If there were better supports for people with disabilities to be able to stay in their homes and communities we would not need places like group homes and residential schools. The difference from back then <the time frame from the post> and now is probably the ‘reason’ for the placement. Now, it is usually a last resort after trying to support the person at home or because their needs are many and too complex to be supported at home.
Many people do not make the distinction from the training school/institution that you wrote about to the program my son is in. I have had so many other parents tell me they would never do “that” to their child. There are some horrible group homes and residential programs, not much different than an institution, just in a different location and given another name. There still needs to be a lot of change in providing better public school programs and home supports. We still have a long way to go in properly supporting disabled people in their homes and community. If that were happening we would not have had to outplace him like this”.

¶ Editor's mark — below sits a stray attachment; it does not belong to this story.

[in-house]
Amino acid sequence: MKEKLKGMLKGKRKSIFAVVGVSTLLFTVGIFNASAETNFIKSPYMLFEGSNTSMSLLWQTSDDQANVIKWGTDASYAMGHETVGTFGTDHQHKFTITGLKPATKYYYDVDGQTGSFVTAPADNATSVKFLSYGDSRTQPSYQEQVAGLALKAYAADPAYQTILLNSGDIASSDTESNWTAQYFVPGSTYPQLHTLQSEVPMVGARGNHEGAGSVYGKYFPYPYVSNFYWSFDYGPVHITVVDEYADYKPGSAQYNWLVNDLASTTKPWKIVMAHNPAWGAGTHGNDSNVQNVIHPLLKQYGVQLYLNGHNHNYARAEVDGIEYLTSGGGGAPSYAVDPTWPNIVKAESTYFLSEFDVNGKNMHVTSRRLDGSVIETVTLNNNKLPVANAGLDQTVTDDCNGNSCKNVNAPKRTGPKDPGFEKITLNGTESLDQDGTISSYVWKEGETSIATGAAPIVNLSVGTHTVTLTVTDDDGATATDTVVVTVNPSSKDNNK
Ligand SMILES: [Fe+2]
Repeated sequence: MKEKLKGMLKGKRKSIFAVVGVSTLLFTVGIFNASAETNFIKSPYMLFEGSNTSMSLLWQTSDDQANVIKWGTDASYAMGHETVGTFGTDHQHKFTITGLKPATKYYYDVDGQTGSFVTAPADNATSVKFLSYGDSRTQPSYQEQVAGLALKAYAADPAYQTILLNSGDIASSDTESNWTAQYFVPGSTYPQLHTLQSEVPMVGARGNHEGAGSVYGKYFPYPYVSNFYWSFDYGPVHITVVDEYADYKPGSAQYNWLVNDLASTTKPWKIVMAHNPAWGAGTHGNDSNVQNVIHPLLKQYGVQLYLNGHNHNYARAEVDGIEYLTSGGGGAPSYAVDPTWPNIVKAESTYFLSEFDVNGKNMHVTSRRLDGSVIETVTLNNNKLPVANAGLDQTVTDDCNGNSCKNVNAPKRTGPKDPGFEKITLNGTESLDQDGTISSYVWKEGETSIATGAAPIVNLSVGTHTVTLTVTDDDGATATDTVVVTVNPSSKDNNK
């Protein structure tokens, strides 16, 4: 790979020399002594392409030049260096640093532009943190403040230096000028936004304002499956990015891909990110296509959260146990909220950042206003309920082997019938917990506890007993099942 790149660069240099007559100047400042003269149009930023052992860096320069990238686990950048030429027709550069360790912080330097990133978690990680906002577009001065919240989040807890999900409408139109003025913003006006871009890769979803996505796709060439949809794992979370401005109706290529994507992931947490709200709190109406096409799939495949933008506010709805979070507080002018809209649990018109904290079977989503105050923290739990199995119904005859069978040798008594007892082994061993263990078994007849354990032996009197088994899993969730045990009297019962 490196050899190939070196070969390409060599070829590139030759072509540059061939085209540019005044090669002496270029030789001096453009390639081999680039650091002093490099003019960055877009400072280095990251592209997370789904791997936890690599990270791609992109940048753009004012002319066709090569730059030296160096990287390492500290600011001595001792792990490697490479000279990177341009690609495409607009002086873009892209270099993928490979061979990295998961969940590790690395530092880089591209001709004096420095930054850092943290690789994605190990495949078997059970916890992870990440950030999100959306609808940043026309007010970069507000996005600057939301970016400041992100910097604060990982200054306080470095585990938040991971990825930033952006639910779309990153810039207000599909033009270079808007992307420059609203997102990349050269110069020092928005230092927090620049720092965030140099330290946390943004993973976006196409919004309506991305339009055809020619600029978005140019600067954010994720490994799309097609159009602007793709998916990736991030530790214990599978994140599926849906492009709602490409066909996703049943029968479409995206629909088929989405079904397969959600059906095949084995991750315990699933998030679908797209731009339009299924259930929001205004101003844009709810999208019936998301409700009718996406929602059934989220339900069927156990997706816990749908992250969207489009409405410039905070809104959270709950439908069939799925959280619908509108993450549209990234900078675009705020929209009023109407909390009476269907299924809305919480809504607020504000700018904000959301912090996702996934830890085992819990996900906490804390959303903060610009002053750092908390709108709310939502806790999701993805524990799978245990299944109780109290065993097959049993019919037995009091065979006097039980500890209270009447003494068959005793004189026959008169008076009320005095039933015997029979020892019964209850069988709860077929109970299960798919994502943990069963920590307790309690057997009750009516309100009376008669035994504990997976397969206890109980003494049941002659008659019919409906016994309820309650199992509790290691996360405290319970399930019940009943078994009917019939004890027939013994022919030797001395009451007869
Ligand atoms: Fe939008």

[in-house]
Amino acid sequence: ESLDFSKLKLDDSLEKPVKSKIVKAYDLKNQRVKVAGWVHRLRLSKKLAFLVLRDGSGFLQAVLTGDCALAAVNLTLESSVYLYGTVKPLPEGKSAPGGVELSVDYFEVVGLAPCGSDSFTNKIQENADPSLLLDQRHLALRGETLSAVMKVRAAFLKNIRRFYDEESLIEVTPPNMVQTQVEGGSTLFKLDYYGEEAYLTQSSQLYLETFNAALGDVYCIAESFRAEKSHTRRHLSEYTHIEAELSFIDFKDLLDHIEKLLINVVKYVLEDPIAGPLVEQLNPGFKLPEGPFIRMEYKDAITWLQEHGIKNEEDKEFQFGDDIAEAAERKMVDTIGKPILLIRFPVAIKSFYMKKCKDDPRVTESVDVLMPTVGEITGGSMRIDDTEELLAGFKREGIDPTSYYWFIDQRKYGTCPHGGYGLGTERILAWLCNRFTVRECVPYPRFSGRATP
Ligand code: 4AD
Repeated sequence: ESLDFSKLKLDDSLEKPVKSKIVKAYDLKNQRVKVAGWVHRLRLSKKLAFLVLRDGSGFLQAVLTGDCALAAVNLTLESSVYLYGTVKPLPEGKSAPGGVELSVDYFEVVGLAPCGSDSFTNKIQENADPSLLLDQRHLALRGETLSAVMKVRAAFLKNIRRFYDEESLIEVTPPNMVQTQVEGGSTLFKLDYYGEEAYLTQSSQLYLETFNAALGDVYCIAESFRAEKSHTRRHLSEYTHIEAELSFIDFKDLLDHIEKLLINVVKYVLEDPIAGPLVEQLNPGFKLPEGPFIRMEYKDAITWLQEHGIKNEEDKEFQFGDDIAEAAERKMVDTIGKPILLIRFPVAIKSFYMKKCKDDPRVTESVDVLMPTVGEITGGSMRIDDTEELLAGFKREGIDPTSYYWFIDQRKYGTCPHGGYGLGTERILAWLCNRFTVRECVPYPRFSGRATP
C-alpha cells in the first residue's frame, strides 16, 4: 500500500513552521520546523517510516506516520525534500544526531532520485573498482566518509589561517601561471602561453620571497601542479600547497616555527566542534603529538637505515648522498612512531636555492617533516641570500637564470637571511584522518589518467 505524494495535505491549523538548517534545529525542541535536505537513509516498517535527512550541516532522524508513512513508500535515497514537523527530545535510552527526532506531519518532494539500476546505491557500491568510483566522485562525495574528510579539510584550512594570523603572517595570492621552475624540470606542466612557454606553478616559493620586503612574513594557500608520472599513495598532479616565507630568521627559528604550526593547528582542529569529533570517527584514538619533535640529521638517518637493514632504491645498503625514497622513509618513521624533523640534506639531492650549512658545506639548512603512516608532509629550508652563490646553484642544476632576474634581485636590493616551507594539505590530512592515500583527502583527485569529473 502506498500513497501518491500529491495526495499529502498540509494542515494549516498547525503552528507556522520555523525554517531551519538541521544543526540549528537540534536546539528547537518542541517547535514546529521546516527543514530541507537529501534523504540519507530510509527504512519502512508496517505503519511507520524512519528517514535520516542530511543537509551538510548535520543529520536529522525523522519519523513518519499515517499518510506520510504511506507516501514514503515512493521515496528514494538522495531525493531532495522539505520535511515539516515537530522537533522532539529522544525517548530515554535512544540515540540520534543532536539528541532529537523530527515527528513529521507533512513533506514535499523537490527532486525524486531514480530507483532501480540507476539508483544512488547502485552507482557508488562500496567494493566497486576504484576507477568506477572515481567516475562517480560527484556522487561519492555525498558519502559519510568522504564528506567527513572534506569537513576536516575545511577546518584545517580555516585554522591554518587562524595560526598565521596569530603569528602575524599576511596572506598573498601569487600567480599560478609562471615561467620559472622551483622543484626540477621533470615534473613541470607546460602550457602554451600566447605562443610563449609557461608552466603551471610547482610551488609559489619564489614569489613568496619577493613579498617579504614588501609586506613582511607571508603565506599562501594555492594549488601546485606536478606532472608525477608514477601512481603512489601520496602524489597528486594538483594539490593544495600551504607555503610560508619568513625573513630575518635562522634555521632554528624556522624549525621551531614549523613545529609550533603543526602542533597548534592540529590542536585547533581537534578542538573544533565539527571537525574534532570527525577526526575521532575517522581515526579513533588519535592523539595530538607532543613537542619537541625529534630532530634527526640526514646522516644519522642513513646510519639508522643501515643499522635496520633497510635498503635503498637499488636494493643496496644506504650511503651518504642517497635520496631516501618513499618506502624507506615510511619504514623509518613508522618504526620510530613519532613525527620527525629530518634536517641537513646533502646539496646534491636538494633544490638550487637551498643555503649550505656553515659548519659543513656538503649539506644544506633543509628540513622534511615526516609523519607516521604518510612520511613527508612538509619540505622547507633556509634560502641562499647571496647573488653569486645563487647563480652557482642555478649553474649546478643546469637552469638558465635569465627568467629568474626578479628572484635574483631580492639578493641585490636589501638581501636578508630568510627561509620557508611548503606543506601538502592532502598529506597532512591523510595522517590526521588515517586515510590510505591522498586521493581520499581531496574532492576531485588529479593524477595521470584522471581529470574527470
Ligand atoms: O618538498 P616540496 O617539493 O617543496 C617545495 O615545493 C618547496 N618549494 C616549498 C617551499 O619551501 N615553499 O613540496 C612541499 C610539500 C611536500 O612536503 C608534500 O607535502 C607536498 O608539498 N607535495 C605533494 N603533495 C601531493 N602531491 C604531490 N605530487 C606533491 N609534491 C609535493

Me: Believe me, you were on my mind while I was writing it. You haven’t ‘done” anything to your child, you are doing what you hope is best for him and your family; because the rest of your family should matter as well. I agree, that people still do not make the distinction and there IS a difference, I know that. I wish more people did. I absolutely agree that there should be more home supports and school supports in place even if you do not live where it is convenient for people to get to. I would like to use this conversation in a post. I think the distinction needs to be made and can be made better by someone in your situation.
Beth: “That would be fine. I am doing my best to DE stigmatize the placing of a child in a residential school or group home. That is why I share our experience on Instagram. Too many people live in dangerous and unhealthy situations with their disabled loved one because they fear what will happen when they place them.”